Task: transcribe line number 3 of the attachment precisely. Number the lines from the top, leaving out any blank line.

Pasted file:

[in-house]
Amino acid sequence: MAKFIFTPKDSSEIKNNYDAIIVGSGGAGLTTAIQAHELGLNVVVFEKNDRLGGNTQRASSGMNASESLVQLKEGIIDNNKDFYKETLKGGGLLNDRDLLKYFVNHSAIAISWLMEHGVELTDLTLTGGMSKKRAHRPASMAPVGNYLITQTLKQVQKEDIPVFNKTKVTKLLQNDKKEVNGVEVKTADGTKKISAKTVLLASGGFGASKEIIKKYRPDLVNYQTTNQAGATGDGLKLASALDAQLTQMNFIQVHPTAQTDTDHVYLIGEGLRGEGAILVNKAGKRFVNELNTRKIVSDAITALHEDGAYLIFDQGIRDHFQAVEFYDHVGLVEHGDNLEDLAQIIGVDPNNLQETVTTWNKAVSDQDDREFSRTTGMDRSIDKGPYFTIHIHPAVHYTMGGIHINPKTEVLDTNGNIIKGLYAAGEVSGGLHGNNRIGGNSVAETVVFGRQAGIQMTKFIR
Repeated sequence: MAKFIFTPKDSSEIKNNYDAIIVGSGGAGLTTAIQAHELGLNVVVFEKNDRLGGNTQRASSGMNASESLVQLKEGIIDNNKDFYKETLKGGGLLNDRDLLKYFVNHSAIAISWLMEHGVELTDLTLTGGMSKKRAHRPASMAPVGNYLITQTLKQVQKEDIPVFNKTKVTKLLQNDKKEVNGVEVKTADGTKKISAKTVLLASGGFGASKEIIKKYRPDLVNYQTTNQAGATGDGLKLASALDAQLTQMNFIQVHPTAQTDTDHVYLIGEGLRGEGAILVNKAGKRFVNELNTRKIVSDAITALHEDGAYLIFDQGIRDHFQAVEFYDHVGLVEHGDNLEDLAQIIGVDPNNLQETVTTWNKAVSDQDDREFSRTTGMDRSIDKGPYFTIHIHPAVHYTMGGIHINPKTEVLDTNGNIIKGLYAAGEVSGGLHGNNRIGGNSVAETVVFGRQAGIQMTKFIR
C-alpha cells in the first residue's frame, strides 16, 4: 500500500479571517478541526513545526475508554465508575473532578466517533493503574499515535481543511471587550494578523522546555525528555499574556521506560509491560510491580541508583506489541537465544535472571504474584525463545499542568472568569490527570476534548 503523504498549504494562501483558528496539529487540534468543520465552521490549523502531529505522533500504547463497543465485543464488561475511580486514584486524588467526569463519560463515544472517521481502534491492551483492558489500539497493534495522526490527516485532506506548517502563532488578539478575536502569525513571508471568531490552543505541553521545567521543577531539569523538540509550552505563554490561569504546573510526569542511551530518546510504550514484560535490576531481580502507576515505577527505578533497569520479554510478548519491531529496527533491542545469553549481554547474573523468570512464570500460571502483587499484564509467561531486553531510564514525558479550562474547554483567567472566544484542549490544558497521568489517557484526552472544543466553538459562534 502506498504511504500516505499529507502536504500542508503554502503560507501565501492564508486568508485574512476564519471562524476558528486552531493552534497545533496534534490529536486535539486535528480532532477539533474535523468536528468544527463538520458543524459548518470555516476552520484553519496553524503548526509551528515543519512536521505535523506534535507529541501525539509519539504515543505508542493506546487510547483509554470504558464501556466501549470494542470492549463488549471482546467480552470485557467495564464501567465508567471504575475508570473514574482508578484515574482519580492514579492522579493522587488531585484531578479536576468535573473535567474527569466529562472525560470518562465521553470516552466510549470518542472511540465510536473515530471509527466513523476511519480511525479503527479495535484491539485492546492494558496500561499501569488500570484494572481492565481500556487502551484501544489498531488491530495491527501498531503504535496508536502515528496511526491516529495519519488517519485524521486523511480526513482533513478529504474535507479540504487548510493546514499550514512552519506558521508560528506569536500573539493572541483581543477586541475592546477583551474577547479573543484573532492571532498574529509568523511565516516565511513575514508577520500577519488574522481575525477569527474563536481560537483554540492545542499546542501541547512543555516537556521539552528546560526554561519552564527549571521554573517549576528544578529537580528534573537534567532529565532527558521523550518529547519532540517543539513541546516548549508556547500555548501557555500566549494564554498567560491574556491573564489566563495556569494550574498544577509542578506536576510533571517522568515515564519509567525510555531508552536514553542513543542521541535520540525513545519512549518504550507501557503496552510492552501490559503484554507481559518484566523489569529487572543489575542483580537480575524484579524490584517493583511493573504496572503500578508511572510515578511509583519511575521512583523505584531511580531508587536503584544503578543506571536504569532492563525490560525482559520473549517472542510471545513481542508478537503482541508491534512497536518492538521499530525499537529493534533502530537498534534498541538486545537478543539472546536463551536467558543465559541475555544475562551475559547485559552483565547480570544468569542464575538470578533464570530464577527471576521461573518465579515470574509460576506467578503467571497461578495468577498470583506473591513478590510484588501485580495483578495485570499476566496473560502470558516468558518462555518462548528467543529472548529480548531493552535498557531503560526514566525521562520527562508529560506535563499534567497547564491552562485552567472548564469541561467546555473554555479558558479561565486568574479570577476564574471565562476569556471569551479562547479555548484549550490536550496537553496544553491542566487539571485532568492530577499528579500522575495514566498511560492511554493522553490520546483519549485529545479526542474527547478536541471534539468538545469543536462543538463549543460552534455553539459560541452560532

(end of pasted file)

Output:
Repeated sequence: MAKFIFTPKDSSEIKNNYDAIIVGSGGAGLTTAIQAHELGLNVVVFEKNDRLGGNTQRASSGMNASESLVQLKEGIIDNNKDFYKETLKGGGLLNDRDLLKYFVNHSAIAISWLMEHGVELTDLTLTGGMSKKRAHRPASMAPVGNYLITQTLKQVQKEDIPVFNKTKVTKLLQNDKKEVNGVEVKTADGTKKISAKTVLLASGGFGASKEIIKKYRPDLVNYQTTNQAGATGDGLKLASALDAQLTQMNFIQVHPTAQTDTDHVYLIGEGLRGEGAILVNKAGKRFVNELNTRKIVSDAITALHEDGAYLIFDQGIRDHFQAVEFYDHVGLVEHGDNLEDLAQIIGVDPNNLQETVTTWNKAVSDQDDREFSRTTGMDRSIDKGPYFTIHIHPAVHYTMGGIHINPKTEVLDTNGNIIKGLYAAGEVSGGLHGNNRIGGNSVAETVVFGRQAGIQMTKFIR